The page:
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Posts Tagged ‘Tips’

Email

We are all on email overload – all the time. For many of us, email is our first line of communication. Email has, in many cases, taken the place of the business letter or marketing kit. As I write this, I must confess that I have a growing number of unread emails I have yet to sift through and respond to this afternoon. Forget about spam, which is so not cool… even my ‘priority’ emails can quickly become a wasteland where information goes to die.

The same is true for my prospects. When sending them an email, I can safely assume mine is not the only one they will receive that day. Chances are they already have 1-3 emails sitting in their inbox asking them for “time to connect” or telling them about some “really great opportunity”.

Statistics show that most sales emails have a response rate of about 1%. In other words, if you send an email to 100 prospects, you most likely will only get one response back.

So, how do you make your email stand out from the crowd? How do you catch their attention? How do you make them an offer they cannot refuse?

Below are four simple tips to keep in mind as you master the art of composing a sales email that your proects cannot pass up.

  1. Subject line will matter. It needs to be intriguing, something they feel compelled to click on and open. People have little time and even less desire to open an email that is not useful to them in some way. Avoid “spammy” words like complementary, discount, and sale.  Your subject line should be personal and grab their attention. Know your prospect’s needs. Offer advice and solutions.
  2. Email body must have a purpose. Now that you have piqued their interest and they have opened your email instead of deleting it, you need to clearly state your purpose for reaching out. Whether you are trying to: warm up a cold lead, set a time to meet, or close a deal – your message should convey value and offer them something that aligns with their goals!  Less is more, so keep it short and simple. If you want to ensure that you stand out from the pack, only share clear and relevant sales content. Cramming your email full of too many details about a service or product, will only ensure it gets deleted before they have read through the entire text.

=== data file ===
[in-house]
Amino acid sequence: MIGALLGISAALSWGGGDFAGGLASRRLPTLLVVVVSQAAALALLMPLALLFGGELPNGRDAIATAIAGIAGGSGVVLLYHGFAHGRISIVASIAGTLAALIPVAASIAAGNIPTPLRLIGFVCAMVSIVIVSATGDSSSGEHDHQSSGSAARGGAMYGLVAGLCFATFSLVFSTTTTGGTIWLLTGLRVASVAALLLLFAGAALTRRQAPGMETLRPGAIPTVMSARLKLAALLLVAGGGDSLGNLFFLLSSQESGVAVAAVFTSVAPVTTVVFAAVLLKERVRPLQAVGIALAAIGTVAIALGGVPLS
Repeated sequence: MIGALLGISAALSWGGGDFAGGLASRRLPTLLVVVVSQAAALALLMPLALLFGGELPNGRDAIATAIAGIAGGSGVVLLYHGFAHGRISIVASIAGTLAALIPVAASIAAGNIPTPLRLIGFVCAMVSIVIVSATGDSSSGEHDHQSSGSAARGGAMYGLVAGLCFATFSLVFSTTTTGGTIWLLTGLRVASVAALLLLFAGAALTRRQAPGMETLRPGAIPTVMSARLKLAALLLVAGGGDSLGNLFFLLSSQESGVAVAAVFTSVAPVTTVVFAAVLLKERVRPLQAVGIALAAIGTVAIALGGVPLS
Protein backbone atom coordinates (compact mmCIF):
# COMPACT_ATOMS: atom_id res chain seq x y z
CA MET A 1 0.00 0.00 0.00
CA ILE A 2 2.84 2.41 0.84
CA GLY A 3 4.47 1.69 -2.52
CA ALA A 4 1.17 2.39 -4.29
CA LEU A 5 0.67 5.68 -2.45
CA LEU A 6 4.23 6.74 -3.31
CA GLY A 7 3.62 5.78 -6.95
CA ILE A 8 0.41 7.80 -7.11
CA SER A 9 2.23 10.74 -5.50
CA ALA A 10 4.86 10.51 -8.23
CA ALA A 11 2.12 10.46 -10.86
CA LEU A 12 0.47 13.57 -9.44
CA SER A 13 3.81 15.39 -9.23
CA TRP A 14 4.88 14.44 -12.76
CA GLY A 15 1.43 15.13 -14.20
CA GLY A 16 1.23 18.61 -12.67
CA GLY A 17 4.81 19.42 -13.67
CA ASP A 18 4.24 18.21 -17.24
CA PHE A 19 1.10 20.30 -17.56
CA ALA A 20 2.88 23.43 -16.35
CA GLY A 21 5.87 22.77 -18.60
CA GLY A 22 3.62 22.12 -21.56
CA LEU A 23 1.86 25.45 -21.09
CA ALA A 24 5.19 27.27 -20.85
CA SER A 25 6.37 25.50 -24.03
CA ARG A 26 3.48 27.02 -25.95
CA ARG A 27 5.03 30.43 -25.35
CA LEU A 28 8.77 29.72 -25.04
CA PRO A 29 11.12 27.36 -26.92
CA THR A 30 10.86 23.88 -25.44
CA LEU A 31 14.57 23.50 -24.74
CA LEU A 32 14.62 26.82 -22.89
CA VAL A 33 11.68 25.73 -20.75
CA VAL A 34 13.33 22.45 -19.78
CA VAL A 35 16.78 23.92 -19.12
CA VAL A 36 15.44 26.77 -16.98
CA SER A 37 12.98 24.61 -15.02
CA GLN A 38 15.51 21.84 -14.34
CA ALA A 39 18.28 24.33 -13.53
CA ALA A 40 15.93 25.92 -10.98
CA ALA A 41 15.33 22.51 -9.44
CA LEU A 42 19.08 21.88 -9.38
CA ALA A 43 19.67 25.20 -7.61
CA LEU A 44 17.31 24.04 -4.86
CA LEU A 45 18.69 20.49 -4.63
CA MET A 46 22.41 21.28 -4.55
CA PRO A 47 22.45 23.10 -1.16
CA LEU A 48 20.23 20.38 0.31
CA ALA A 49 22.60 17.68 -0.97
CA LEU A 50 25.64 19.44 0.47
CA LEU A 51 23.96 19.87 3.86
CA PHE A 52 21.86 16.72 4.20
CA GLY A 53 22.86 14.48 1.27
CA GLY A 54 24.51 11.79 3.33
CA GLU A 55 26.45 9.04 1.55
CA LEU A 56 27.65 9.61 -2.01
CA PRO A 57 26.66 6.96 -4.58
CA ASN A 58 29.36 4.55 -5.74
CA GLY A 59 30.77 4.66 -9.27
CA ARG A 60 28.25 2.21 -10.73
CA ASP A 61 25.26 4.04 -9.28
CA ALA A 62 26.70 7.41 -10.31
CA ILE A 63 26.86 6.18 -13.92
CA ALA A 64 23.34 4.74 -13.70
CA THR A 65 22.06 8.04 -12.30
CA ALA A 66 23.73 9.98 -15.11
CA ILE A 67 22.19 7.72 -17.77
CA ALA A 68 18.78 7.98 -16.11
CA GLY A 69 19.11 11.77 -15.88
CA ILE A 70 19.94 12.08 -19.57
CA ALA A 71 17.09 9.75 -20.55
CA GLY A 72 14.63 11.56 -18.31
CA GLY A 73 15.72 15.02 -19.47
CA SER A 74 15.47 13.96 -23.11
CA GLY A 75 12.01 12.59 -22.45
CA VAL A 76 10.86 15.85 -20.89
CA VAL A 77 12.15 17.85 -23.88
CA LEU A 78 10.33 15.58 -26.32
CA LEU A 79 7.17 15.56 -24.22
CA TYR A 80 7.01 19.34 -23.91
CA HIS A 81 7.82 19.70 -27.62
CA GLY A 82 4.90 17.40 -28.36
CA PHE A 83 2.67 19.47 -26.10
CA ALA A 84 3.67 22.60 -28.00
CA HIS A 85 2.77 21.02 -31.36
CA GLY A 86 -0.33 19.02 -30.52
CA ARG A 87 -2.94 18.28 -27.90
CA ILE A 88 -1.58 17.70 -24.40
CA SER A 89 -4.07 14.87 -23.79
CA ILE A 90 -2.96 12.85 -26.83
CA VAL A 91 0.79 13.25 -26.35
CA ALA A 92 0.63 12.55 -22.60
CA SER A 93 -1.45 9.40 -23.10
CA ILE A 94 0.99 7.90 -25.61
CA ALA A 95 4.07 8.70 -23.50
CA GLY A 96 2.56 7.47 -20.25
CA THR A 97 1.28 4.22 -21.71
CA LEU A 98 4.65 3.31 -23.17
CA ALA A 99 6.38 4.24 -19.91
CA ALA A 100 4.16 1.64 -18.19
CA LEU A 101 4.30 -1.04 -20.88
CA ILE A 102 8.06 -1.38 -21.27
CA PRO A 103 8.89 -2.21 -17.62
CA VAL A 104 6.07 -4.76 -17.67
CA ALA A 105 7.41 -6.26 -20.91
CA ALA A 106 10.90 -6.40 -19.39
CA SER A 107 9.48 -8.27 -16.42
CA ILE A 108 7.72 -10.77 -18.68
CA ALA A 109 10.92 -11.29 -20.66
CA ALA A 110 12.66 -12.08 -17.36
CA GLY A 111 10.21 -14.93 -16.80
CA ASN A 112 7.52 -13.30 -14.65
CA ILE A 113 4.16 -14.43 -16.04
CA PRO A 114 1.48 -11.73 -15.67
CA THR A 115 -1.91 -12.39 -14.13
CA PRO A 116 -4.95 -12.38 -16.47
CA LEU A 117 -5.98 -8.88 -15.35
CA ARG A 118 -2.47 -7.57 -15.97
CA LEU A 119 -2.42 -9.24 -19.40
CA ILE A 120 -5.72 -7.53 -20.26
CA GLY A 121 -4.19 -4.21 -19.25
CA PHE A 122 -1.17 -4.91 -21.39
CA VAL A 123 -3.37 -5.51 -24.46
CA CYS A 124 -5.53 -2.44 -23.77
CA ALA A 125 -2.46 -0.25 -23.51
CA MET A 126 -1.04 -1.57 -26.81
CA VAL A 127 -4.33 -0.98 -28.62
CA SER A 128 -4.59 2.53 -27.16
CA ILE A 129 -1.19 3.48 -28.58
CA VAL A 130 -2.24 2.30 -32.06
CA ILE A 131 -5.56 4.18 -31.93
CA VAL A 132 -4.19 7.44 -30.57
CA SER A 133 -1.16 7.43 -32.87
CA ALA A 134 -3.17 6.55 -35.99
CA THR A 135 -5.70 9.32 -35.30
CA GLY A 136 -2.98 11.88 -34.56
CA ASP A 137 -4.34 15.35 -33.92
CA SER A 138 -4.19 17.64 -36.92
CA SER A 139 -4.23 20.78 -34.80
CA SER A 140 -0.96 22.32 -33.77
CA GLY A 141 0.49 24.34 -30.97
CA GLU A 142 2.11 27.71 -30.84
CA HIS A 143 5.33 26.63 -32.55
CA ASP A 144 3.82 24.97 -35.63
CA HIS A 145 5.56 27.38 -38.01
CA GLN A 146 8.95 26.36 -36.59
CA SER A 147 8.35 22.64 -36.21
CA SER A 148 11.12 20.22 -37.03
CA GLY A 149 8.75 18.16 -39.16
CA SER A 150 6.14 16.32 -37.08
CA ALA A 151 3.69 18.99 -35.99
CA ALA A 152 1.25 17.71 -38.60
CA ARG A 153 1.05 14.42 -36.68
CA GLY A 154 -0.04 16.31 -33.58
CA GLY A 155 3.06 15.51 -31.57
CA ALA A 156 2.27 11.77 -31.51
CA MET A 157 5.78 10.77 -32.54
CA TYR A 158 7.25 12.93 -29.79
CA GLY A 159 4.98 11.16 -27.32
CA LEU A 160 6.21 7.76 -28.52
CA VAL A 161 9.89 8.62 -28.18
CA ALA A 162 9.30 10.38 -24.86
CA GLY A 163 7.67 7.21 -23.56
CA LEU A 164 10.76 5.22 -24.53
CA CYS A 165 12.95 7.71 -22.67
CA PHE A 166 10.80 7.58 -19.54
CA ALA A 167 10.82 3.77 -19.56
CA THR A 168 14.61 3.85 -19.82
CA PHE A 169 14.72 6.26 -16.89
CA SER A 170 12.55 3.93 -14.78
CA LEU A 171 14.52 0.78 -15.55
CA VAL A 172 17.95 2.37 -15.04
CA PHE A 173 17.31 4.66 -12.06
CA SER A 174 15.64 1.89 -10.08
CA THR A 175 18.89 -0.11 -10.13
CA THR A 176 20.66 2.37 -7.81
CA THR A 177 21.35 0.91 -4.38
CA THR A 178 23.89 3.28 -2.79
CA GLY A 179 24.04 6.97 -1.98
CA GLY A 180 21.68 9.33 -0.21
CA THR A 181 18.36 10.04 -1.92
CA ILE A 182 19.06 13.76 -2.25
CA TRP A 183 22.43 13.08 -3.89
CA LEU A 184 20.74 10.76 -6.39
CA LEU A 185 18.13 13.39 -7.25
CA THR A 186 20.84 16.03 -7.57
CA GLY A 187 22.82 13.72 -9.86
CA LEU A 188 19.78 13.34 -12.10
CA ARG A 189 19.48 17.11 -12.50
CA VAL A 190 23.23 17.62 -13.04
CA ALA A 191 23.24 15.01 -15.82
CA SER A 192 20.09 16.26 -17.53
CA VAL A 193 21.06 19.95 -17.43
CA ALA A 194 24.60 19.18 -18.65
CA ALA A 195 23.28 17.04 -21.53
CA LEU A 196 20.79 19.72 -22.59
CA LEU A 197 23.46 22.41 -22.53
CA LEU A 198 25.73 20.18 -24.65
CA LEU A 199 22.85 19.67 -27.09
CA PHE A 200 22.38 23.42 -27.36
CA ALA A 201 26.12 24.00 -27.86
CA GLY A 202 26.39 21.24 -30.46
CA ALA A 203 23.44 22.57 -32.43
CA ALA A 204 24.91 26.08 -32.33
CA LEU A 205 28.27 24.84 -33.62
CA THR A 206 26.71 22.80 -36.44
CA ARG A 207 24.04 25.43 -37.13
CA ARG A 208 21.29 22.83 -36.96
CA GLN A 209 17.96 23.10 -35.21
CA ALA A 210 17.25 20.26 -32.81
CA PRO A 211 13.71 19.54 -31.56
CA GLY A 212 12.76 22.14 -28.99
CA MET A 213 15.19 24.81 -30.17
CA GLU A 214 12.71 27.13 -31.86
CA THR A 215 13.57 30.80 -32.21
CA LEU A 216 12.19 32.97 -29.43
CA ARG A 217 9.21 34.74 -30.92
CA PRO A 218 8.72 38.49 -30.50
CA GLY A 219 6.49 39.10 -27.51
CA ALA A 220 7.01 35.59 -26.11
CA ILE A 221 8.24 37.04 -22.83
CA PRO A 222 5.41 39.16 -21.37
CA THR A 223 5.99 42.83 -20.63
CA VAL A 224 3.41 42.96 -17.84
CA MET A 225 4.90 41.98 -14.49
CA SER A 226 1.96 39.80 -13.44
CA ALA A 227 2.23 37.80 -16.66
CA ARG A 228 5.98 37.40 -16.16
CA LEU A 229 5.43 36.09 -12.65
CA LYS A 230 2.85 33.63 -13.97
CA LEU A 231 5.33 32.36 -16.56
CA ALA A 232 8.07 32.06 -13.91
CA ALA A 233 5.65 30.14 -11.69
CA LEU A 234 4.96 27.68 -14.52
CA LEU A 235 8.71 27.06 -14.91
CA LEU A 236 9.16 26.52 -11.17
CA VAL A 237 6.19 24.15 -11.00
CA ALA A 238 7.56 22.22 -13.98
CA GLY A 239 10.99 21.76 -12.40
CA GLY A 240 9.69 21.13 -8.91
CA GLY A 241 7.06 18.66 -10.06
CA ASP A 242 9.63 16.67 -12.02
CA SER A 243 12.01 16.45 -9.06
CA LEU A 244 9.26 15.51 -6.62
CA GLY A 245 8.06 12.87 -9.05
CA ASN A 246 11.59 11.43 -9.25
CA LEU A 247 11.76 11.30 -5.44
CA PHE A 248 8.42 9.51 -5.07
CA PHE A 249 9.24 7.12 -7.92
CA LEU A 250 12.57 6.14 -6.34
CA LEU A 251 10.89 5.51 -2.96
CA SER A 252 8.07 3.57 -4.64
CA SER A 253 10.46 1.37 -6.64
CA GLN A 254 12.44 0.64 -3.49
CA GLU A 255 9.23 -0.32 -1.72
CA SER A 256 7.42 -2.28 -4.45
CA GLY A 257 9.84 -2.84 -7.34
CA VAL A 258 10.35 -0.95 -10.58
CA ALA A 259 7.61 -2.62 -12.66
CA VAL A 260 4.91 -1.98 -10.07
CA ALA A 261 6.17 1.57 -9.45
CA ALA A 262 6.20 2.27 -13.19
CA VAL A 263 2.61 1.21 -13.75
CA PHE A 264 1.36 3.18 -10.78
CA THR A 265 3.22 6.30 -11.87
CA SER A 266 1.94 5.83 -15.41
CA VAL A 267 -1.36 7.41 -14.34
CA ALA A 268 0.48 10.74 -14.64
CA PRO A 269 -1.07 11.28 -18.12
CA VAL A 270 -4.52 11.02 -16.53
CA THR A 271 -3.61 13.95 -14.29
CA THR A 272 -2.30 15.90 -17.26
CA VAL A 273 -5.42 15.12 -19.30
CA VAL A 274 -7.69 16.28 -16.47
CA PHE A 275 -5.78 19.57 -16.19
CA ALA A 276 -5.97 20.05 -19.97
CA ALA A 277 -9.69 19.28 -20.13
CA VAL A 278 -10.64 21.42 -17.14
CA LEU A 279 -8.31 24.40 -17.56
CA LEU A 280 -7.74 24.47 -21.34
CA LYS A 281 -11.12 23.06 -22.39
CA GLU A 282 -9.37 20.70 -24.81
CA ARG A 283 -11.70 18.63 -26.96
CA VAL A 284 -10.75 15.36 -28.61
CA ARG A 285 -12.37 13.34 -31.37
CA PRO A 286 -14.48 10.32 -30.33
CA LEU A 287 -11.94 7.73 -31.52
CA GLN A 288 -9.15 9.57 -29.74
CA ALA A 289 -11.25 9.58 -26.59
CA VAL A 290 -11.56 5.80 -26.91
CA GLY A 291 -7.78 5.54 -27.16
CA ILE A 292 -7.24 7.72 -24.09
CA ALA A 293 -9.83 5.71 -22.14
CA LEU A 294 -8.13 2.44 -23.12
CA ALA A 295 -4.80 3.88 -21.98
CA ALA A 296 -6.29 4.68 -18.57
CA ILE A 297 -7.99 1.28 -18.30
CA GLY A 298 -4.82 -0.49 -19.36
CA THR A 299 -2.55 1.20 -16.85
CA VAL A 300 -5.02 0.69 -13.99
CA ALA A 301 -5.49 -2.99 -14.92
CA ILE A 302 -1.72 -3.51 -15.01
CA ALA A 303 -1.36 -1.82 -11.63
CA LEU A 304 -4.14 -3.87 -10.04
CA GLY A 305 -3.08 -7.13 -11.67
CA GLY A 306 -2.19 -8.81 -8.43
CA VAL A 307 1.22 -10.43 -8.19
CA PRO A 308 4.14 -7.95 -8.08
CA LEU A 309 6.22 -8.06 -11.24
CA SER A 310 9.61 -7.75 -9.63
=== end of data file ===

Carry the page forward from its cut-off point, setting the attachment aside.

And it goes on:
3. Closing should finish strong. Here is where you should give them a clear path to action. The last thing they read should leave them thinking about their next step. End with just one question, one that prompts a response.
  4. Signature line is important. Do not forget to include a phone number in the contact information after your signature or name. Including your email address is a little redundant, but your phone number is a must.

For more sales email tips, come back soon for 3 Do’s and Don’ts of prospecting emails.

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leader1Below are 5 tips leaders may find helpful to increase their influence in the business world.

1.  Invoke The Platinum Rule versus the Golden Rule – Treat people as they want to be treated!

2.  Go the extra mile:

  • Do what you say you are going to do
  • Embrace the Cajun term Laniappe: “A little something extra”

3.  Do the right thing by:

  • Being consistent in your leadership and management approach
  • Recognizing you are the driver and the role is different than a passenger
  • Telling people what they need to hear versus what they want to hear

4.  Use words that invoke unity – “We” versus I or They.

5.  Practice sincerity in praise.

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leader1Here are a few tips for leaders to consider with giving statements of appreciation to employees and team members.

Understand there are 3 types of compliments:

  1. Directly given to the person
  2. Indirectly given about the person to someone else
  3. Sharing with the person through someone else

6 Tips to ensure the perception of sincerity:

  1. Don’t compliment or thank the obvious.
  2. Never compliment or thank the [what],unless you tell them the [why].
  3. Compliment and thank actions and accomplishments versus appearances.
  4. Compliment and thank everyone!
  5. Pass on compliments you hear about someone.
  6. Written compliments and thank you notes go a very long way!

 Take the Compliment Challenge! 

I agree to give ______ sincere compliments per day for _______ days. Of these, at least _____ per week will be written

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“We don’t argue with those who sell for less as they know what their product and service is worth.” – Lee Dubois

calc_file_moneyAnyone who knows me knows that I love what I do and would do it for free. Does that mean I should lower my price every time I get the price objection?  No! As a matter of fact,
that can backfire and create a perception that the product or service is not worth the value.